The European Commission has slapped record fines of 1.7 billion euro on eight major banks for manipulating lending rates that play a key role in the global economy. The penalties will add to already escalating costs for leading global lenders.
The EU fines marks the latest to be levied on banks and financial institutions for making profits or masking their problems by fraudulently rigging the rates that reflect the cost of lending money to each other.
The banks fined are Citigroup, Deutsche Bank, Royal Bank of Scotland, JPMorgan, Barclays, Societe Generale, UBS and RP Martin, the EC said in a statement.
The borrowing rates involved – the London interbank offered rate (Libor), the Tokyo and the euro area equivalents – are used to set price of trillions of dollars of financial products, ranging from mortgages to derivatives.
“What is shocking about the Libor and Euribor scandals is not only the manipulation of benchmarks, which is being tackled by financial regulators worldwide, but also the collusion between banks who are supposed to be competing with each other,” said Joaquín Almunia, European Commission Vice-President in charge of competition policy.
“Today’s decision sends a clear message that the Commission is determined to fight and sanction these cartels in the financial sector,” Almunia said in the EC statement. “Healthy competition and transparency are crucial for financial markets to work properly, at the service of the real economy rather than the interests of a few.”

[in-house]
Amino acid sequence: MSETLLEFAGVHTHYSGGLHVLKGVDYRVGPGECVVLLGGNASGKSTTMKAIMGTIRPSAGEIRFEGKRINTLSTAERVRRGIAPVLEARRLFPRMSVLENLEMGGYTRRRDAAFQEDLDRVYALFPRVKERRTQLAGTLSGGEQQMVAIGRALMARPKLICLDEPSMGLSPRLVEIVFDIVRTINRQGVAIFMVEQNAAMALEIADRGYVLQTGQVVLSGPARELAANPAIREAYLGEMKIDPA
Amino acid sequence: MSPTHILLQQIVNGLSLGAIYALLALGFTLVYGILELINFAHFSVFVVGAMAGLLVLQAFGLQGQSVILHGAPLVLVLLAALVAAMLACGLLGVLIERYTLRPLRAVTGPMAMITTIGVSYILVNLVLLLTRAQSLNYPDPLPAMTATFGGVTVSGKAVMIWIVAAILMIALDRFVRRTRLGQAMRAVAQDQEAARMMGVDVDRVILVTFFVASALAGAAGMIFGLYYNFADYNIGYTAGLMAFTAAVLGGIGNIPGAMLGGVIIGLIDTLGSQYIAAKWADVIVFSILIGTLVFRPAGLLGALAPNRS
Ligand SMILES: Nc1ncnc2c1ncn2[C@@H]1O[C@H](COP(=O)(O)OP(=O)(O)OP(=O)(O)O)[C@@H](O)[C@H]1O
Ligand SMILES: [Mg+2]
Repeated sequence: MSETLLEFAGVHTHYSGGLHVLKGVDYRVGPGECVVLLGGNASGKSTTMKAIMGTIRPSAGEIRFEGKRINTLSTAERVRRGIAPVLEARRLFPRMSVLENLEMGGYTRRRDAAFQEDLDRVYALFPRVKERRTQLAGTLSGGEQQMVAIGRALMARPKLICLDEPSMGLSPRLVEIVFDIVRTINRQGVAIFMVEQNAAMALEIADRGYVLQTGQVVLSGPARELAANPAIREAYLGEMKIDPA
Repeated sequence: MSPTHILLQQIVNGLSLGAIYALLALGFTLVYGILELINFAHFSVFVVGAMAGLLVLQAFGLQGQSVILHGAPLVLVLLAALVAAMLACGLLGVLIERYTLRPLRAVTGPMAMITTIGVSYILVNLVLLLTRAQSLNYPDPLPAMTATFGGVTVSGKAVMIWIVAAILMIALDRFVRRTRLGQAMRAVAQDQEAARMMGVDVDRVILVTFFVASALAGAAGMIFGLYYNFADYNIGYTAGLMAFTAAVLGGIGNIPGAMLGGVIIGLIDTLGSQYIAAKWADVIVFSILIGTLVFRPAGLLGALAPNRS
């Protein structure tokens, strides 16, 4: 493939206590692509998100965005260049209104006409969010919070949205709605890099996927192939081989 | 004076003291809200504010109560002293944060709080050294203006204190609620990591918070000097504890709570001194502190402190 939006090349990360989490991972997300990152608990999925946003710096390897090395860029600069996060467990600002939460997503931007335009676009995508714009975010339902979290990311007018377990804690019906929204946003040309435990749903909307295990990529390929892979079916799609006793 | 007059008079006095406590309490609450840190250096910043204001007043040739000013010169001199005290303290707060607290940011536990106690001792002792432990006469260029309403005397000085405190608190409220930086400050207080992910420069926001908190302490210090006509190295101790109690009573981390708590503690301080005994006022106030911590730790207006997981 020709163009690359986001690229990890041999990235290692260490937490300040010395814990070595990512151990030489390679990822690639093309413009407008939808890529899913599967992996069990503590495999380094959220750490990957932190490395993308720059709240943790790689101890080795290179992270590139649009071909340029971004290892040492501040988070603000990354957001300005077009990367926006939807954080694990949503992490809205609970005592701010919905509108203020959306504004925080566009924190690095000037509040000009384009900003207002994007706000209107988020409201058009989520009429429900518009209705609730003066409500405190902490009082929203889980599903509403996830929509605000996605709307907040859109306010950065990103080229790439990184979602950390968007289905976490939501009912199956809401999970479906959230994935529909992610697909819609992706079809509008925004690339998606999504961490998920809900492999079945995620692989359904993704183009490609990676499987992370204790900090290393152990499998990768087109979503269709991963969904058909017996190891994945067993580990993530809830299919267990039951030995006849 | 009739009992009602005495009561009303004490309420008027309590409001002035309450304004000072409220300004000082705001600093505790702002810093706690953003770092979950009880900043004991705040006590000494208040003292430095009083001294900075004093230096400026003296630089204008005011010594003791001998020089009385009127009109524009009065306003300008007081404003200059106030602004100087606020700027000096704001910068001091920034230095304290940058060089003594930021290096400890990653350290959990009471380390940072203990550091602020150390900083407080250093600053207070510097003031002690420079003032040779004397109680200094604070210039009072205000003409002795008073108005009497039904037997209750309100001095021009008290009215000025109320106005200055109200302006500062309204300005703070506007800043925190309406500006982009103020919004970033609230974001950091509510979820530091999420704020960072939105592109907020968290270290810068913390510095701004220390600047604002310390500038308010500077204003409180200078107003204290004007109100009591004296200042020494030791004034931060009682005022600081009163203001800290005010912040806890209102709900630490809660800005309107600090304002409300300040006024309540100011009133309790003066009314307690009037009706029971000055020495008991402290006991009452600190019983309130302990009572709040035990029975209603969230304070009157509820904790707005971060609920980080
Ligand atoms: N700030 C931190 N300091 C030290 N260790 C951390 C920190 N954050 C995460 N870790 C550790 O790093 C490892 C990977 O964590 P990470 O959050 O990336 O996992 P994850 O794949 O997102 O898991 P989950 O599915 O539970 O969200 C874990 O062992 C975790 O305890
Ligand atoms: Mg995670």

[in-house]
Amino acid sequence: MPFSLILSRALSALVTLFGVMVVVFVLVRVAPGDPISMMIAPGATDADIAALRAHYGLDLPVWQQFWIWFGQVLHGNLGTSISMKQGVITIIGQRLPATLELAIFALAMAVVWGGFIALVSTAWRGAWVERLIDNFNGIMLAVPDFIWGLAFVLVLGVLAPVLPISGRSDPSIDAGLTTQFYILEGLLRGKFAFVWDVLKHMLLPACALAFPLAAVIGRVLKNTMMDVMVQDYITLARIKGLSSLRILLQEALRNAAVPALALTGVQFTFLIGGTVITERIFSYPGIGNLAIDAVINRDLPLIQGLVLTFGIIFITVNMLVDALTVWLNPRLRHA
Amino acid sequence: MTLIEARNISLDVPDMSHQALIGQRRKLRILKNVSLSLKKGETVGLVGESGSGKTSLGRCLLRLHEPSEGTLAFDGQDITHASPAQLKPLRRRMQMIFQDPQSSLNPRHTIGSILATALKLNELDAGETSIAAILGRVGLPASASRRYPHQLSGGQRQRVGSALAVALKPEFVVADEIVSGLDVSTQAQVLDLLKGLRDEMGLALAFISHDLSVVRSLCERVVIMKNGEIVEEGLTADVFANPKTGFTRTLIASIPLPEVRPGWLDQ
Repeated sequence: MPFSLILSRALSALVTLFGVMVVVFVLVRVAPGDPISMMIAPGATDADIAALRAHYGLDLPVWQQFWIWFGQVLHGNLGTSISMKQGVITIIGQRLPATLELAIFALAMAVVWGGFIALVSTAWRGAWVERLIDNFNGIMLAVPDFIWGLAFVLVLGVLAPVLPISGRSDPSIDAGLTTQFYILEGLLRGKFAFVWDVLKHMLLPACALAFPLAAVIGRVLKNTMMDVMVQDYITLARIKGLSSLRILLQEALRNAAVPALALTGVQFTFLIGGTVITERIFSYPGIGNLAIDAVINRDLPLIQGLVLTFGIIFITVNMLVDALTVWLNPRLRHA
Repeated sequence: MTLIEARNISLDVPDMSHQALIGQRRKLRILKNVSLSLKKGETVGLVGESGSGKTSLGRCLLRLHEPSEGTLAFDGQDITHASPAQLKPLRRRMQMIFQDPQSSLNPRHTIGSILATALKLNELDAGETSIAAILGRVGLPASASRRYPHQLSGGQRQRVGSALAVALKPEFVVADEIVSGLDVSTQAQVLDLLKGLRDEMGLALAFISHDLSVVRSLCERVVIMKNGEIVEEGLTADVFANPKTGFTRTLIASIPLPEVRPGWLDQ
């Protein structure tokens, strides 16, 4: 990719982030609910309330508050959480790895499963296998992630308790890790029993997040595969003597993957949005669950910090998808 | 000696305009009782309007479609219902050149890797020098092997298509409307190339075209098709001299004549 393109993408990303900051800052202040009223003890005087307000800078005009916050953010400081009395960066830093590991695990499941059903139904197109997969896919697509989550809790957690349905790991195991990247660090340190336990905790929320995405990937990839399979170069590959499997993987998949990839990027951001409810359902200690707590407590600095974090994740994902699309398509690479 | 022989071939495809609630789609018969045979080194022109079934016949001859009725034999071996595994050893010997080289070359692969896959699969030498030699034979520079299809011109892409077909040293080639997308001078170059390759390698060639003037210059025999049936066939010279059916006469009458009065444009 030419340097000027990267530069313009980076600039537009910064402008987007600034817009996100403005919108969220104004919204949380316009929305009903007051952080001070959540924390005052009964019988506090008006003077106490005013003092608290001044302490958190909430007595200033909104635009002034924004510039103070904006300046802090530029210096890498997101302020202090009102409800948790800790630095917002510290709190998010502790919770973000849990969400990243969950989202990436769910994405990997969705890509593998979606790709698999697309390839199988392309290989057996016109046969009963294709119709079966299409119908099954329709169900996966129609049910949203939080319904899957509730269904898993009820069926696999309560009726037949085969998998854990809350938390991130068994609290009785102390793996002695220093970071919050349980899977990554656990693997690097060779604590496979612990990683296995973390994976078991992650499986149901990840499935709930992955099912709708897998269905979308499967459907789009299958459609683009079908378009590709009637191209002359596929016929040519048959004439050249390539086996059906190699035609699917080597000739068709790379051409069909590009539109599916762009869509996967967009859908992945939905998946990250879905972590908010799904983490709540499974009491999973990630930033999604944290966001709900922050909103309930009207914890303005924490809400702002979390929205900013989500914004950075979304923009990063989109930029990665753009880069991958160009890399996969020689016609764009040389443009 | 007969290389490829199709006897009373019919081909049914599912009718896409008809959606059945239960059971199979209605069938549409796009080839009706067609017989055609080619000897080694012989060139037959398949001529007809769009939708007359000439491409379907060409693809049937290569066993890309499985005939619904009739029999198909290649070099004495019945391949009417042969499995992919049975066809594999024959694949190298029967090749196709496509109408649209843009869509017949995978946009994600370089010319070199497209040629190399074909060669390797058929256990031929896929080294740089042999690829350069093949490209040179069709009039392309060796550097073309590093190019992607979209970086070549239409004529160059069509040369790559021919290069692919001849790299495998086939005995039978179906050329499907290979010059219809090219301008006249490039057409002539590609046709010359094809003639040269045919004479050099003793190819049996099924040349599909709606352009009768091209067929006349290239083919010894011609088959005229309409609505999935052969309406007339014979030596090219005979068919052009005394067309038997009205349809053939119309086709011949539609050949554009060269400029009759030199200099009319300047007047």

The EC ruling said that the fine for each lender was calculated on the basis of the level of its involvement in the manipulations and how well it was cooperating with the investigation.
The fines from the EU are the first time a US bank has been involved in the rate-rigging scandal, as Citigroup has been fined 70 million pounds.
The record antitrust penalties comes as a reminder of the banks’ past “financial sins,” when global lenders artificially lowered the cost of interbank lending, partially to hide their financial troubles.
The Libor rate is seen as an indicator of a lender’s stability. Put simply, the stronger the bank, the lower the interbank lending rate it has.
Barclays, RBS, UBS, Rabobank and brokerage ICAP have already paid out a total of $3.5 billion in fines to settle the accusations related to Libor rate-rigging, the Financial Times reported. – RT